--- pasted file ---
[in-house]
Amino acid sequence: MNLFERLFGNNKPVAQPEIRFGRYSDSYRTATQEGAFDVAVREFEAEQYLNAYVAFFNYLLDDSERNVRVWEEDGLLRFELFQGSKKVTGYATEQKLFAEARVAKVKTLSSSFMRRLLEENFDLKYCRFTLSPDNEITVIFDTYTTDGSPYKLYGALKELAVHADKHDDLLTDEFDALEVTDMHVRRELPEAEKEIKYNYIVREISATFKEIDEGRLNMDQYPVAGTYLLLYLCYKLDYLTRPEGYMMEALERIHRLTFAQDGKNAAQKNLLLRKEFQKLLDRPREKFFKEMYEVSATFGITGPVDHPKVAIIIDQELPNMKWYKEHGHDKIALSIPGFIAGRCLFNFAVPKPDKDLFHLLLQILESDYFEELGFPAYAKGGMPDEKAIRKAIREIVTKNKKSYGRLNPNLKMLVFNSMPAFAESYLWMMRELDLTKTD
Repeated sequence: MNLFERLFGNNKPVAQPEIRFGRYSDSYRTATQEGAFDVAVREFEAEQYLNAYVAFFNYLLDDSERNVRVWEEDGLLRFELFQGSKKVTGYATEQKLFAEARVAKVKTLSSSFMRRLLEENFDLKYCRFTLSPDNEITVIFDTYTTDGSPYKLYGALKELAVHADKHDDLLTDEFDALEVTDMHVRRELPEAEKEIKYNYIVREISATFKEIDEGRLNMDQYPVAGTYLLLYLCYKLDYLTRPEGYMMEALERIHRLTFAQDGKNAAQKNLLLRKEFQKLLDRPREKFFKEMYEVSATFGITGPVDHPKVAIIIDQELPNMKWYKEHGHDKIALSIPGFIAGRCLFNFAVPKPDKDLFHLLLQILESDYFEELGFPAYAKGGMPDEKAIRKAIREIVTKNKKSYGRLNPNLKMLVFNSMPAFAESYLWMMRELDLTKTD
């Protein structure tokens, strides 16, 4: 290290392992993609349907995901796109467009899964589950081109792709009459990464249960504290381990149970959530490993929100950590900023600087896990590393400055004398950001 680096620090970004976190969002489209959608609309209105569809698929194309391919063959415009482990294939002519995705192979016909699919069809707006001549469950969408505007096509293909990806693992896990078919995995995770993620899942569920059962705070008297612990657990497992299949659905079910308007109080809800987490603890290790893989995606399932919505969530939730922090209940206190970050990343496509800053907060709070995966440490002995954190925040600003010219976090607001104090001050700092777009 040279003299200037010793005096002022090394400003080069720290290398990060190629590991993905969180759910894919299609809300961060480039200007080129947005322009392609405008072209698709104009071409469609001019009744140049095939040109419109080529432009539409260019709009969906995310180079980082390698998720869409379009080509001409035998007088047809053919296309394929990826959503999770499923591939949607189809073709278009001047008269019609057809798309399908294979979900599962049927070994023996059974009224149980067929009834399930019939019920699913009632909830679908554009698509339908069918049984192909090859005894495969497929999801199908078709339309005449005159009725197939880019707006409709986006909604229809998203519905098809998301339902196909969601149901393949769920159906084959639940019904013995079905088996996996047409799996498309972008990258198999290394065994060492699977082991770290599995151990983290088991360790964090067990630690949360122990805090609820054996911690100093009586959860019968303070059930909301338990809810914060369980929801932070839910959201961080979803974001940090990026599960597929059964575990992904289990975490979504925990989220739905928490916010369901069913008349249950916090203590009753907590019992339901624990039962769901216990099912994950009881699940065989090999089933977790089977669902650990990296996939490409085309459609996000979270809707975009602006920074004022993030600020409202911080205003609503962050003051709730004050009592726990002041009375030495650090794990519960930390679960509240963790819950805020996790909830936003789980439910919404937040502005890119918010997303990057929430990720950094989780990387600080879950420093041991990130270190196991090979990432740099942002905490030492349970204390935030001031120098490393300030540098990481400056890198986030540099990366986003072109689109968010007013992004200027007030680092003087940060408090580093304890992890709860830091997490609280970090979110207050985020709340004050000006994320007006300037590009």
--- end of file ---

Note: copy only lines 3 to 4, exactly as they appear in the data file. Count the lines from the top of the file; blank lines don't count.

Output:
Repeated sequence: MNLFERLFGNNKPVAQPEIRFGRYSDSYRTATQEGAFDVAVREFEAEQYLNAYVAFFNYLLDDSERNVRVWEEDGLLRFELFQGSKKVTGYATEQKLFAEARVAKVKTLSSSFMRRLLEENFDLKYCRFTLSPDNEITVIFDTYTTDGSPYKLYGALKELAVHADKHDDLLTDEFDALEVTDMHVRRELPEAEKEIKYNYIVREISATFKEIDEGRLNMDQYPVAGTYLLLYLCYKLDYLTRPEGYMMEALERIHRLTFAQDGKNAAQKNLLLRKEFQKLLDRPREKFFKEMYEVSATFGITGPVDHPKVAIIIDQELPNMKWYKEHGHDKIALSIPGFIAGRCLFNFAVPKPDKDLFHLLLQILESDYFEELGFPAYAKGGMPDEKAIRKAIREIVTKNKKSYGRLNPNLKMLVFNSMPAFAESYLWMMRELDLTKTD
């Protein structure tokens, strides 16, 4: 290290392992993609349907995901796109467009899964589950081109792709009459990464249960504290381990149970959530490993929100950590900023600087896990590393400055004398950001 680096620090970004976190969002489209959608609309209105569809698929194309391919063959415009482990294939002519995705192979016909699919069809707006001549469950969408505007096509293909990806693992896990078919995995995770993620899942569920059962705070008297612990657990497992299949659905079910308007109080809800987490603890290790893989995606399932919505969530939730922090209940206190970050990343496509800053907060709070995966440490002995954190925040600003010219976090607001104090001050700092777009 040279003299200037010793005096002022090394400003080069720290290398990060190629590991993905969180759910894919299609809300961060480039200007080129947005322009392609405008072209698709104009071409469609001019009744140049095939040109419109080529432009539409260019709009969906995310180079980082390698998720869409379009080509001409035998007088047809053919296309394929990826959503999770499923591939949607189809073709278009001047008269019609057809798309399908294979979900599962049927070994023996059974009224149980067929009834399930019939019920699913009632909830679908554009698509339908069918049984192909090859005894495969497929999801199908078709339309005449005159009725197939880019707006409709986006909604229809998203519905098809998301339902196909969601149901393949769920159906084959639940019904013995079905088996996996047409799996498309972008990258198999290394065994060492699977082991770290599995151990983290088991360790964090067990630690949360122990805090609820054996911690100093009586959860019968303070059930909301338990809810914060369980929801932070839910959201961080979803974001940090990026599960597929059964575990992904289990975490979504925990989220739905928490916010369901069913008349249950916090203590009753907590019992339901624990039962769901216990099912994950009881699940065989090999089933977790089977669902650990990296996939490409085309459609996000979270809707975009602006920074004022993030600020409202911080205003609503962050003051709730004050009592726990002041009375030495650090794990519960930390679960509240963790819950805020996790909830936003789980439910919404937040502005890119918010997303990057929430990720950094989780990387600080879950420093041991990130270190196991090979990432740099942002905490030492349970204390935030001031120098490393300030540098990481400056890198986030540099990366986003072109689109968010007013992004200027007030680092003087940060408090580093304890992890709860830091997490609280970090979110207050985020709340004050000006994320007006300037590009």